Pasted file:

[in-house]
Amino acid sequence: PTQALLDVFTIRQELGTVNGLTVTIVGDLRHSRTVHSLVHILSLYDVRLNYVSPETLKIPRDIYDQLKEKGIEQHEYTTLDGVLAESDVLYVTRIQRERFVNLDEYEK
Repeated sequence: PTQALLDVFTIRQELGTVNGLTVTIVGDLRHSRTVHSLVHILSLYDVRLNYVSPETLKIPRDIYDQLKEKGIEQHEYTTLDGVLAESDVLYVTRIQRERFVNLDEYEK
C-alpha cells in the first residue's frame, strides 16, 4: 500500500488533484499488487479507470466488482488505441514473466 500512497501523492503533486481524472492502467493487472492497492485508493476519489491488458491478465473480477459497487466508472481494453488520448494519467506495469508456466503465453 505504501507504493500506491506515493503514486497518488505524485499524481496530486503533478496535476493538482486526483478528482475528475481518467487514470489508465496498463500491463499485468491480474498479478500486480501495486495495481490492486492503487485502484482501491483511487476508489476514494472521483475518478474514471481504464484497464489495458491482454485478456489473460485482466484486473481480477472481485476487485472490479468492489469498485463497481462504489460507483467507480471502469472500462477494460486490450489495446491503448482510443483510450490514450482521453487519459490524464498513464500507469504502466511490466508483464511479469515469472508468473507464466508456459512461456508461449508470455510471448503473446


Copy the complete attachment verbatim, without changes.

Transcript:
[in-house]
Amino acid sequence: PTQALLDVFTIRQELGTVNGLTVTIVGDLRHSRTVHSLVHILSLYDVRLNYVSPETLKIPRDIYDQLKEKGIEQHEYTTLDGVLAESDVLYVTRIQRERFVNLDEYEK
Repeated sequence: PTQALLDVFTIRQELGTVNGLTVTIVGDLRHSRTVHSLVHILSLYDVRLNYVSPETLKIPRDIYDQLKEKGIEQHEYTTLDGVLAESDVLYVTRIQRERFVNLDEYEK
C-alpha cells in the first residue's frame, strides 16, 4: 500500500488533484499488487479507470466488482488505441514473466 500512497501523492503533486481524472492502467493487472492497492485508493476519489491488458491478465473480477459497487466508472481494453488520448494519467506495469508456466503465453 505504501507504493500506491506515493503514486497518488505524485499524481496530486503533478496535476493538482486526483478528482475528475481518467487514470489508465496498463500491463499485468491480474498479478500486480501495486495495481490492486492503487485502484482501491483511487476508489476514494472521483475518478474514471481504464484497464489495458491482454485478456489473460485482466484486473481480477472481485476487485472490479468492489469498485463497481462504489460507483467507480471502469472500462477494460486490450489495446491503448482510443483510450490514450482521453487519459490524464498513464500507469504502466511490466508483464511479469515469472508468473507464466508456459512461456508461449508470455510471448503473446